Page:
Referring now to FIG. 4, where the clear difference, with respect to fluorescence, of the light source envelope 10 is shown: In the entire temperature range of from between 25 C. to 650 C., the quartz glass doped in accordance with the first example of the present invention, see FIG. 4, curve 4, has a substantially reduced fluorescent signal with respect to the quartz glass in accordance with the prior art, FIG. 4, curve 1a, although the proportion of cerium in both samples of the quartz glass is approximately the same. The addition of praseodymium is responsible for the attenuation of the fluorescent radiation.

EXAMPLE 2 With Reference to FIG. 2:

The quartz-glass sample has a thickness of about 1 mm. The starting material is doped with 1.17% cerium praseodymium aluminate (Ce0.6 Pr0.4 AlO3). In contrast to Example 1, the relative mol content of cerium to praseodymium in the cerium-praseodymium aluminate is 3/2. Consequently, the pure cerium component in the quartz glass can be calculated at 0.46% and the pure praseodymium content at about 0.31%, by weight. In spite of the overall smaller concentration of doping material, the quartz glass in accordance with the second example has a higher cerium content than the quartz glass of Example 1. The smaller remaining transmission in the wavelength below 300 nm is, apparently, based on the higher cerium content.

The remaining transmission in the wavelength range of about 270 nm, in Example 2, is below 10%. At wavelengths of about 300 nm, the transmission behavior of the two quartz-glass samples does not show any significant differences. The transmission behavior of a prior art cerium-titanium doped quartz-glass sample is shown for comparison purposes in curve 1 of FIG. 2. This sample has 1% cerium aluminate (CeAlO3) and 0.05% titanium oxide (TiO2) as doping materials. The pure cerium proportion here is about 0.65%, by weight. Above 300 nm, the two curves of FIG. 2 do not show significant differences. The remaining transmission of the cerium-titanium doped sample, see FIG. 2, curve 1, is shifted towards the short-wave UV range and is at about 245 nm. At about 12%, it is slightly higher than the remaining transmission of the quartz-glass sample in accordance with the present invention, see FIG. 2, curve 2.

The fluorescent signal emitted by the quartz-glass sample in accordance with Example is shown in FIG. 4, curve 2. Due to the higher cerium content, and the higher cerium-praseodymium mol relationship in a cerium-praseodymium aluminate, the degree of fluorescence is higher than in Example 1, FIG. 4, curve 4. Yet, the fluorescent signal of the quartz glass in accordance with Example 2, FIG. 4, curve 2, is still substantially less than a quartz-glass sample in accordance with the prior art, that is, doped only with a cerium-titanium doping substance, FIG. 4, curves 1a and 1b. Curve 1a relates to quartz glass doped with 0.5% cerium aluminate (CeAlO3) and 0.04% titanium oxide (TiO2) as described in connection with example 1 of FIG. 1B and curve 1b relates to quartz glass doped with 1.0% cerium aluminate (CeAlO3) and 0.05% titanium oxide (TiO2) as described in connection with example 2 of FIG. 2.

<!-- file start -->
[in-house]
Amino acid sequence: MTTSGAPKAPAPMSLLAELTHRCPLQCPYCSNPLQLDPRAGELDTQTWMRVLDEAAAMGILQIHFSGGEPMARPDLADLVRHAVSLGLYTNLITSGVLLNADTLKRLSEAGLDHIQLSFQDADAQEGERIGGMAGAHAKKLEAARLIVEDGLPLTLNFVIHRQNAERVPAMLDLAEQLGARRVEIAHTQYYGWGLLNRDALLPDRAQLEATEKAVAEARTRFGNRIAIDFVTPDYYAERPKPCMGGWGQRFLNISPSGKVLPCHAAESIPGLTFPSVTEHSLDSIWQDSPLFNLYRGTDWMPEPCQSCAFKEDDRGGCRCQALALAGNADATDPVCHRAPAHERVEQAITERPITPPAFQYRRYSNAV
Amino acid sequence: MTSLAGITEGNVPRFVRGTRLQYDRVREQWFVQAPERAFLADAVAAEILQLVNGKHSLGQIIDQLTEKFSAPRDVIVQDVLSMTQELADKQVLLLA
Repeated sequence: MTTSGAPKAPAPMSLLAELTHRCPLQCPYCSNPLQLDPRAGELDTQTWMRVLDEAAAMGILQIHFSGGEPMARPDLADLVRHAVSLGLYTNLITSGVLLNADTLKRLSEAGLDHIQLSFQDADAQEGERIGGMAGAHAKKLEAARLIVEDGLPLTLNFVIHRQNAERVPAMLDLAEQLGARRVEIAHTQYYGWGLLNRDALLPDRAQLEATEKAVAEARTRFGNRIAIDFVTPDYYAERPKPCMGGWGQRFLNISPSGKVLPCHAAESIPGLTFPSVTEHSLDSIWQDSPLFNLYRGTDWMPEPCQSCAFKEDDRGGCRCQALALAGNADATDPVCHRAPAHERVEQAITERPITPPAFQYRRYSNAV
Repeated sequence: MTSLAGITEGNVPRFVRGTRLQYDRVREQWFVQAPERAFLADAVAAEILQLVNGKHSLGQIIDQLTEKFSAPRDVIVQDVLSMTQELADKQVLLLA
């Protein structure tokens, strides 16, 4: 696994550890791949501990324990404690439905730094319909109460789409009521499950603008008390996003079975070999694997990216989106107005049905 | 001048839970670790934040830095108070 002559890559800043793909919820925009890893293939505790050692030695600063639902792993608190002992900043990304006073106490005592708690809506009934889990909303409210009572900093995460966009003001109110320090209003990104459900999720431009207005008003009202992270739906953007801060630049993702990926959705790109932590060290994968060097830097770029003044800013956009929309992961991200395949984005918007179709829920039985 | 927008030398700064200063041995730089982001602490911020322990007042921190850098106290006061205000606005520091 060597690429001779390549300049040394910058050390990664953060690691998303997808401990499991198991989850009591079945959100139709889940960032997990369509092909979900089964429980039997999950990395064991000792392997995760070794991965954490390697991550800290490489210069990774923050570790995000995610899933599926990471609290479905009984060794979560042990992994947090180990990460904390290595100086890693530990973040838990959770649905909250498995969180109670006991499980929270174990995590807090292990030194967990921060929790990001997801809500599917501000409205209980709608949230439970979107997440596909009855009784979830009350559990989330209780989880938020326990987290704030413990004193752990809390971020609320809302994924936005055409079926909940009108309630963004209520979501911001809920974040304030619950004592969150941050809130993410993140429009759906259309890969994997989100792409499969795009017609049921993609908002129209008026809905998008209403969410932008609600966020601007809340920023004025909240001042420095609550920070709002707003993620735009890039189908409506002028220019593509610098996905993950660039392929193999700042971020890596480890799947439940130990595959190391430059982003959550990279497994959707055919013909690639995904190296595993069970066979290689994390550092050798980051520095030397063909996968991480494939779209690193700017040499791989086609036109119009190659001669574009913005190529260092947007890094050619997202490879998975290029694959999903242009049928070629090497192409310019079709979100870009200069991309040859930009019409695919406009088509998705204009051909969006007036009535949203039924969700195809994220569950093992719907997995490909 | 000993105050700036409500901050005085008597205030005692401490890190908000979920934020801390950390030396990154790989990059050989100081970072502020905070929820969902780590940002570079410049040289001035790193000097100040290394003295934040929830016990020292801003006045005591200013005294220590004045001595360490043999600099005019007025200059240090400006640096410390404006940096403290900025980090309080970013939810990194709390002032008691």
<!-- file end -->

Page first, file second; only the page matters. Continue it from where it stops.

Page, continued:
EXAMPLE 3 With Reference to FIG. 3:

The quartz-glass sample has a thickness of about 1 mm. It is doped with a cerium-praseodymium titanium doping mixture, having 0.5% cerium aluminate (CeAlO3), 0.5% praseodymium oxide (Pr6 O11) and 0.05% titanium dioxide (TiO2). Starting material, again, is quartz sand or rock crystal. The doping additives are mixed, in powdered form, to the starting material. The cerium proportion in the quartz glass can be calculated to about 0.33%, the praseodymium content to about 0.41% and the titanium content to only about 0.03%.

For wavelengths above 300 nm, the transmission characteristics of this embodiment do not show significant differences with respect to the glasses of Example 1 or 2. The absorption edge again, as before, is in the range of about 340 nm to 350 nm. A slightly higher remaining transmission can be seen in the range of about 270 nm. For wave lengths below 240 nm, transmission of the quartz glass is negligible, due to the additional doping with titanium. The fluorescence of this embodiment is shown in FIG. 4, curve 3, and hardly differs from that of the first embodiment, FIG. 4, curve 4. Curve 3, illustrating the fluorescence condition of Example 3, is drawn in chain-dotted form.

EXAMPLE 4

The quartz-glass sample is made similar to that of Example 3, with a cerium-praseodymium titanium doping. Additionally, however, barium metaborate (BaB2 O4) is added as a doping substance.

Overall, the doping in accordance with this embodiment is 0.5% cerium aluminate (CeAlO3), 0.5% praseodymium oxide. (Pr6 O11), 0.05% titanium oxide (TiO2) and 1% barium metaborate (BaB2 O4).

The transmission characteristics of this quartz-glass sample which, again, has a wall thickness of about 1 mm, is similar to that of Example 3, FIG. 3, since the barium metaborate influences the radiation transmission of the quartz glass within the wavelength of between 200 nm to 800 nm only insignificantly. The fluorescence of the quartz glass, however, is additionally substantially reduced by the addition of the barium metaborate, as seen when comparing curve 5 of FIG. 4 with curve 3 third example). In the relevant temperature range of about 650 C., which is significant for operation of lamp 12, the fluorescent signal of the embodiment of curve 5, FIG. 4, almost entirely disappears.